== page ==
Despite the backlog of samples for COVID-19 testing being cleared almost one month ago, several people are still experiencing delays in receiving their test results. To treat with this, the Ministry of Health has created an email service which citizens awaiting results can use to enquire about it; [email protected]
Chief Medical Officer Dr Roshan Parasram said at a virtual news conference yesterday the email address “gives the population a direct line of communication with the Trinidad Public Health Lab.”
“(The email address) would be looked at every day during the week- Monday to Friday- at the Trinidad Public Health Lab. So persons are assigned once we have an email with all the information on it, they would look into the database and see if we can get a result. That result would be sent to the CMOH offices if it has not already been…and the CMOH office would call that individual to give the result confidentially,” he said.
The email, he said should contain your name, address, telephone contact, and the date you were swabbed and the location it was done.
Dr Parasram was unable to quantify how many people were yet to receive the results of their test but noted “the majority of the results would have been disseminated.”
“But there was still a group of persons that we want to capture in the event that persons don’t know their status.”
He, however, advised citizens to only access the service if they have not received their results five days after being swabbed.
Also speaking at the press conference was Dr Sana Mohammed who revealed that those most vulnerable to psychological impacts from COVID-19 include those who are elderly and those with co-morbidities. Dr Mohammed is a pulmonologist and COVID-19 consultant at the North Central Regional Health Authority.
“Specifically more elderly patients may be more at risk or patients who have multiple co-morbidities because they may have more severe disease or patients who had pre-morbid mental health issues. For example, patients who would have had anxiety or depression prior to coming into hospital may experience more symptoms of mental health,” she said in a response to a question from Guardian Media.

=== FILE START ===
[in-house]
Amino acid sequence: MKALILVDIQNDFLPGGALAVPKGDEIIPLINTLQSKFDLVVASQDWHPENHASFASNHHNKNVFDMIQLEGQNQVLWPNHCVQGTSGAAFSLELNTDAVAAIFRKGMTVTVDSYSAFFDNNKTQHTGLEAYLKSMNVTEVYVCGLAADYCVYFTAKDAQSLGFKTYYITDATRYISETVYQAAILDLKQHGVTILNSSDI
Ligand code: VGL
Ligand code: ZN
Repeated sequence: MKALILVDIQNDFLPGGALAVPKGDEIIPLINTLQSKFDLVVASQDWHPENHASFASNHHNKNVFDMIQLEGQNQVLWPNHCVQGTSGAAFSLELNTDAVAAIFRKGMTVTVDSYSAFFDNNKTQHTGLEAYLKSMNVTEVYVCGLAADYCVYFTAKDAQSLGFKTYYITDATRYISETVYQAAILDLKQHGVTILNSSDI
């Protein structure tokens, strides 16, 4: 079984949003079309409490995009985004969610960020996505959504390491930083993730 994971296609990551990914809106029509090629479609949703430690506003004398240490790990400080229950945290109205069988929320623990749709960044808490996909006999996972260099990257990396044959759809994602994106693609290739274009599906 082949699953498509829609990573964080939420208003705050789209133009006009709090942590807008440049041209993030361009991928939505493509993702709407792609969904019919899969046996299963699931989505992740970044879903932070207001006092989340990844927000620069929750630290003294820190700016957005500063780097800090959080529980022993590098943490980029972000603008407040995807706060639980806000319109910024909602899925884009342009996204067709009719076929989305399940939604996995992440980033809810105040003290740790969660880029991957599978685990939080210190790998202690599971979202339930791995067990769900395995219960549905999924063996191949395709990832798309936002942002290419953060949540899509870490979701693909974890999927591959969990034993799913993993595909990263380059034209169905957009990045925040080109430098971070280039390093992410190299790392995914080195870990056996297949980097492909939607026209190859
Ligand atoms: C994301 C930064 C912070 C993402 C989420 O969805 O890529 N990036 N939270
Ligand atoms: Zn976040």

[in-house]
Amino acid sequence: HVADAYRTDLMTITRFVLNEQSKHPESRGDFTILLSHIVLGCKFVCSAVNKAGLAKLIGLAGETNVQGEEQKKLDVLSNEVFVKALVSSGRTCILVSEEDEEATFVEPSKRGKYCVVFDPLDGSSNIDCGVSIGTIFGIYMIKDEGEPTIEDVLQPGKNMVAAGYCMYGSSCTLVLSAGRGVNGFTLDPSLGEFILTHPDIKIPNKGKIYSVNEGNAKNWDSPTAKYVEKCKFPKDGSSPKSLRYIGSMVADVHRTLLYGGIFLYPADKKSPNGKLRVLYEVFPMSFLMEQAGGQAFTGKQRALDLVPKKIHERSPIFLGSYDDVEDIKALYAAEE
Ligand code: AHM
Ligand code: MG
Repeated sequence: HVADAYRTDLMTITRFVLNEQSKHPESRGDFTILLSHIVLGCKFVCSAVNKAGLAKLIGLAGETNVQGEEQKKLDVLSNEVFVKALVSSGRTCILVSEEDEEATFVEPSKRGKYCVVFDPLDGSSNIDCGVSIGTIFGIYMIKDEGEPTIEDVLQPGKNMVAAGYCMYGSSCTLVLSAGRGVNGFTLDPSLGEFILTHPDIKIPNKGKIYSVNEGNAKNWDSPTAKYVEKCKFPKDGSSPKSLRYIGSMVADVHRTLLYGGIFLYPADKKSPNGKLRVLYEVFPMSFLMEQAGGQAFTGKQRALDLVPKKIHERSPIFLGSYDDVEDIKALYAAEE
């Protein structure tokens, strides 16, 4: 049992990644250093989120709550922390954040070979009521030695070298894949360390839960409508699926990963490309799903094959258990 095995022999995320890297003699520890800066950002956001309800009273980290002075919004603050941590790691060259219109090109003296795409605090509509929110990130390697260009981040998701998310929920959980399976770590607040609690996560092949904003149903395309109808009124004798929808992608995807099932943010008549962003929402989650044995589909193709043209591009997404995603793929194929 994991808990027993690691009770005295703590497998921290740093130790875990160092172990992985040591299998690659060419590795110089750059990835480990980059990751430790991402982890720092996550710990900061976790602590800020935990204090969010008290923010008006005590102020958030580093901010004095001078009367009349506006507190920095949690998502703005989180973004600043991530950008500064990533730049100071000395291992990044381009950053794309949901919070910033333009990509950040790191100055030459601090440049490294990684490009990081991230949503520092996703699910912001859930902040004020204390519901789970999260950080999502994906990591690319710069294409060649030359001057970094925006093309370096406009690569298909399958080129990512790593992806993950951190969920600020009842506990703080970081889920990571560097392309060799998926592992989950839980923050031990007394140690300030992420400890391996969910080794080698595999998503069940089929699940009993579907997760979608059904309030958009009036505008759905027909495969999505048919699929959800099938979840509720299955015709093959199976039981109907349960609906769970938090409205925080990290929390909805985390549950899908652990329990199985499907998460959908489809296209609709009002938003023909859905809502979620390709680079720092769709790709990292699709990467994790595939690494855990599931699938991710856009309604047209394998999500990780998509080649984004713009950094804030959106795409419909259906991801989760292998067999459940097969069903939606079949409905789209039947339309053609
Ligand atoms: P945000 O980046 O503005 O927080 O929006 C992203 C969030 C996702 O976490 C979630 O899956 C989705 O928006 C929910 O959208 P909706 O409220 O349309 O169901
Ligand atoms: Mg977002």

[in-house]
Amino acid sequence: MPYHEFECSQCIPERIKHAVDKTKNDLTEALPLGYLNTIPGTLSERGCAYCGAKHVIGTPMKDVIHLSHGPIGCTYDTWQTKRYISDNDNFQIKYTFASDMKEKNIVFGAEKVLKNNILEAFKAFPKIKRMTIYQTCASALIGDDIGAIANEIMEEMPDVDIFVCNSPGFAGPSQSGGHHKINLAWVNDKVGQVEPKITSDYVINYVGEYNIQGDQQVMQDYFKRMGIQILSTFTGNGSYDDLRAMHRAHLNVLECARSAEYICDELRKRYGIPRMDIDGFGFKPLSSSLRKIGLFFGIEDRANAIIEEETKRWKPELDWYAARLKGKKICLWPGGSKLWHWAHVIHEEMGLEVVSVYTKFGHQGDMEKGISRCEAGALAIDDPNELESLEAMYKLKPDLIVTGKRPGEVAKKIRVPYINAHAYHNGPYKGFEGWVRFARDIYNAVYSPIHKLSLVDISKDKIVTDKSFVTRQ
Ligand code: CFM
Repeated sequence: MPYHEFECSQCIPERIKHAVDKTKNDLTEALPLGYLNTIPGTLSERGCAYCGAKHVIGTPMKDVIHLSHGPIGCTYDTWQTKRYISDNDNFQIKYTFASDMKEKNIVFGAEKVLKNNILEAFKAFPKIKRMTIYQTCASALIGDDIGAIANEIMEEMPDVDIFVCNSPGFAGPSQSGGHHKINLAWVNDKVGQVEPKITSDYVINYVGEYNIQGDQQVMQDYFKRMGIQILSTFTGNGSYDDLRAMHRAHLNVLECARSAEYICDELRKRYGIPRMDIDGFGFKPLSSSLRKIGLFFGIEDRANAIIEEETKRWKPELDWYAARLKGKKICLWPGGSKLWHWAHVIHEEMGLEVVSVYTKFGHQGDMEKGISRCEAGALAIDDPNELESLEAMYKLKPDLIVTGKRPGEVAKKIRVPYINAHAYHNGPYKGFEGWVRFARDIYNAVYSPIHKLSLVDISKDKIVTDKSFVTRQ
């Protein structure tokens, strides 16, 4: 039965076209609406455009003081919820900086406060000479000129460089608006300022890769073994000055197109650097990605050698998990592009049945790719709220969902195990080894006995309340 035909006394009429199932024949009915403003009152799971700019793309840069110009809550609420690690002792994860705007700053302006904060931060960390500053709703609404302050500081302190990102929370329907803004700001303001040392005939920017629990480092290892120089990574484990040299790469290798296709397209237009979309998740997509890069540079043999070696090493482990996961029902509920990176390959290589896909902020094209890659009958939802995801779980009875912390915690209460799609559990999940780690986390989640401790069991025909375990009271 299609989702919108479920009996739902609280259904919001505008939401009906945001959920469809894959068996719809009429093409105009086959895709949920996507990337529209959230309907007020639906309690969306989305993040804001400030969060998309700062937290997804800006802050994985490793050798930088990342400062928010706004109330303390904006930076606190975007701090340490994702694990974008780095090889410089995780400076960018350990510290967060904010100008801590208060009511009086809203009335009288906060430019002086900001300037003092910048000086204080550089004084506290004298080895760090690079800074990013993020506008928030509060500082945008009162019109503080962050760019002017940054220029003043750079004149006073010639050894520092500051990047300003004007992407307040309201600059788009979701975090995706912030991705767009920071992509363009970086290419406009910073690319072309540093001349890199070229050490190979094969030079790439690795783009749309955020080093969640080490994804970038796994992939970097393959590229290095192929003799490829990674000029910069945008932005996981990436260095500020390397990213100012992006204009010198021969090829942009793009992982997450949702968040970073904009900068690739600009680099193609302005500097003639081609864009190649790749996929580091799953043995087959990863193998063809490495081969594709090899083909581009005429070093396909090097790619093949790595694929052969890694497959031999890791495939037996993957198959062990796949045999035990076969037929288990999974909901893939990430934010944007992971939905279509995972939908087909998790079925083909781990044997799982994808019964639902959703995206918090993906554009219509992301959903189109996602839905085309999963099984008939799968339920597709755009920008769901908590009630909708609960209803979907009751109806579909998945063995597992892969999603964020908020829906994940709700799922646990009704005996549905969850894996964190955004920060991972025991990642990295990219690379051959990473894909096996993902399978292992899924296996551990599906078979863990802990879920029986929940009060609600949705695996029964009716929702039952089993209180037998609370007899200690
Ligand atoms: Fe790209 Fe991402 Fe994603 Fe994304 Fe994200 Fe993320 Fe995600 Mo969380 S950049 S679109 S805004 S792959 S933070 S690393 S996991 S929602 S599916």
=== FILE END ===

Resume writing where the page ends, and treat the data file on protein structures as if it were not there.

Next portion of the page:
She said locally, some patients present with mental health conditions such as depression, mood changes, and feelings of isolation which she attributed to both the viral infection as well as the environmental changes brought on by the pandemic.
“This may be due to the COVID-19 infection as we know that emotional health is impacted on by COVID-19 or it may be feelings that can be attributed to the pandemic itself. Because even in people who are not hospitalised with COVID-19 or patients who do not have COVID-19—they may experience feelings of depression or just due to the pandemic alone,” she said.
She noted that there is a “specialist mental health team who helps guide treatment for these patients”; while in hospital and after discharge.
Dr Mohammed also indicated that the Executive Wellness Centre at the Arima General Hospital “has been conceptualised to help manage our patients who may experience Long Covid or other health consequences following COVId-19 infection and who require specialist input.”